- Tao: Tao is a slender, seal-point, old style Siamese cat with sapphire eyes. An element of humor in the book is that Tao, like Bodger, despises other cats, and the two once shared many adventures terrorizing the other felines in their neighborhood; when they encounter other domesticated cats in their travels, Tao often fights them, successfully. Tao is able to open most doors, a help to the dogs in several situations. Tao is a tireless, bold, and loyal animal. Tao is probably the best equipped of the three to survive in the wilderness, and has no difficulty surviving on his own when separated from the two dogs; despite this, he spends all his time seeking to rejoin them, a testament to the bond between the animals. The cat is an independent and natural hunter, catching small birds for the group. When Tao is separated from them, the dogs fare more poorly without Tao than Tao does without them. Therefore, Tao is crucial to the dogs' survival.
- John Longridge: John Longridge is Elizabeth Hunter's godfather. He lives in a stone house in a small village about 300 miles from the college town where the Hunters live. Mr. Longridge wrote several historical books, is a writer by profession, and a bachelor.
- The Hunter Family: The Hunter Family consists of the father Jim, the mother and their two children, 11-year-old Peter and nine-year-old Elizabeth. Jim owns Luath, Elizabeth owns Tao, and Peter owns Bodger.
- Mrs. Oakes: Mrs. Oakes is the owner of the three animals while John is gone on his trip.
- The Nurmi Family: The Nurmi family are a family of Finnish immigrants. Ten-year-old Helvi rescues and nurses Tao after she discovers him unconscious in the river by her house, having been swept up by flotsam from a broken beaver dam while trying to swim across with the dogs upstream.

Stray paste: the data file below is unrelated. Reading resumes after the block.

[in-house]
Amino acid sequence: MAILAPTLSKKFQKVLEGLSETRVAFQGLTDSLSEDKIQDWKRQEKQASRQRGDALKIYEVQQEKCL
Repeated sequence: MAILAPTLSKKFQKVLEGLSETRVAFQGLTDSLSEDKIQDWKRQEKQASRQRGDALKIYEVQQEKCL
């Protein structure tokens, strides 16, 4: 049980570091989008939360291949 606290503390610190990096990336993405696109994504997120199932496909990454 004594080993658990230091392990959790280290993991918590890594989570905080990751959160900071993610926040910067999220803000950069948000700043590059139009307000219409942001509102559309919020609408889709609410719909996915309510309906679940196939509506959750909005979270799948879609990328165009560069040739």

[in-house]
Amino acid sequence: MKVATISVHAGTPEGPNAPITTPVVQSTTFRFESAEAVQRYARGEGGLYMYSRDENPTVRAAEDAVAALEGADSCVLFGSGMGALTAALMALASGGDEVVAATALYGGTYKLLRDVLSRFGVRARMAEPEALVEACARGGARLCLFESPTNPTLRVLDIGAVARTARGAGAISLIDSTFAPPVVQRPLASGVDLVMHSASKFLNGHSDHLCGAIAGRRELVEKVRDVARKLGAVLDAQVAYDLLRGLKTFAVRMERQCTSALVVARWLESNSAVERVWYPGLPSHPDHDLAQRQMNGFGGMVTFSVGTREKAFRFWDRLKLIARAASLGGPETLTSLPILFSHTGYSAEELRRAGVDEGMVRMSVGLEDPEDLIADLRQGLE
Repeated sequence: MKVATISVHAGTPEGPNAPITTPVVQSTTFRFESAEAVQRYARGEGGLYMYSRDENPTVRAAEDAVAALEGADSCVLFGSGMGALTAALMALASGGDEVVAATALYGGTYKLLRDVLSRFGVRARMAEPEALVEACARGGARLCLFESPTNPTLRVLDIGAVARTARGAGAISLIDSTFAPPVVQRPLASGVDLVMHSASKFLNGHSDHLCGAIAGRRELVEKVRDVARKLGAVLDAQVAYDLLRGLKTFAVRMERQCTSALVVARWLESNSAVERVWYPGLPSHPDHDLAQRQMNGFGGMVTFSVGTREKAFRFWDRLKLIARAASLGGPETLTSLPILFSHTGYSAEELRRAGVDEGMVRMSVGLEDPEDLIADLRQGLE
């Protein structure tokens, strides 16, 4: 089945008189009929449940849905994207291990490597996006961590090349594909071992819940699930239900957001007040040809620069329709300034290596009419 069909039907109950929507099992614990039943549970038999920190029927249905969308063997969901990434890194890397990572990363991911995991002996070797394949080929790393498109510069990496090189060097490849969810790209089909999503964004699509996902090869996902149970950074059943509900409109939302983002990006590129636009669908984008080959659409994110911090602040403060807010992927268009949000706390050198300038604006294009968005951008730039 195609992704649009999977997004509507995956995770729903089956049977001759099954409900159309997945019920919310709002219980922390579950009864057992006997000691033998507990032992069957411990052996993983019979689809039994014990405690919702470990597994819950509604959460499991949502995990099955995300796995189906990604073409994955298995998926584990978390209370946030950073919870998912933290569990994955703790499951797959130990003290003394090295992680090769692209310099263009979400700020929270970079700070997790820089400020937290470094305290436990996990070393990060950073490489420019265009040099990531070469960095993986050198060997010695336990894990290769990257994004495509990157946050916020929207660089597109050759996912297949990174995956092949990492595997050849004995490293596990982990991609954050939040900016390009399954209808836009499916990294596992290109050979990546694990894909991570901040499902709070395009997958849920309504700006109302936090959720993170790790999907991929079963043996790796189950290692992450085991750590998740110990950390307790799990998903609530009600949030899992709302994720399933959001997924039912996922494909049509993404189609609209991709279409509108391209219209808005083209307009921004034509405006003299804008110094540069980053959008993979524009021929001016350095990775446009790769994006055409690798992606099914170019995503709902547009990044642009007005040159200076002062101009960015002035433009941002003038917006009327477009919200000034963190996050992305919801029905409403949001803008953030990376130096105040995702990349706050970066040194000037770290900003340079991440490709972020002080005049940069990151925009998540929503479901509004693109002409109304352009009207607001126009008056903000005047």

- The Mackenzies: James and Nell Mackenzie are elderly farmers who live alone, now that their eight children have grown, and they are instrumental in helping the dogs to survive. Bodger charms his way into their home and their pantry, and Luath appears soon afterwards, his instincts leading him to fetch for James while he is duck hunting. James removes porcupine quills from Luath's muzzle, allowing the dog to recover and continue his journey. Tao is present at the farm while his companions rest and recover, and instrumental in freeing the dogs from the barn, but he is unseen by the Mackenzies.
- 1963 Dorothy Canfield Fisher Children's Book Award winner
- 1963 Canadian Library Association Book of the Year for Children Award winner
- 1963 American Library Association Aurianne Award winner
- 1964 International Board on Books for Young People (IBBY) honour
- Wilson, Staci Layne (2007). Animal Movies Guide. Running Free Press. p. 15.
- Anita Silvey (1995). Children's books and their creators. Houghton Mifflin Harcourt. Retrieved 2012-03-12.
- "Winners of the DCF Award" (PDF). Department of Libraries:Government of Vermont. State of Vermont. Retrieved 23 August 2015.
- "Book of the Year for Children Award". Canadian Library Association. Retrieved 23 August 2015.
- "Aurianne Award (HISTORICAL)". American Library Association. Retrieved 23 August 2015.
- "IBBY Honour List (1956-1980) 1964 Honour List". Austrian Literature Online. Retrieved 23 August 2015.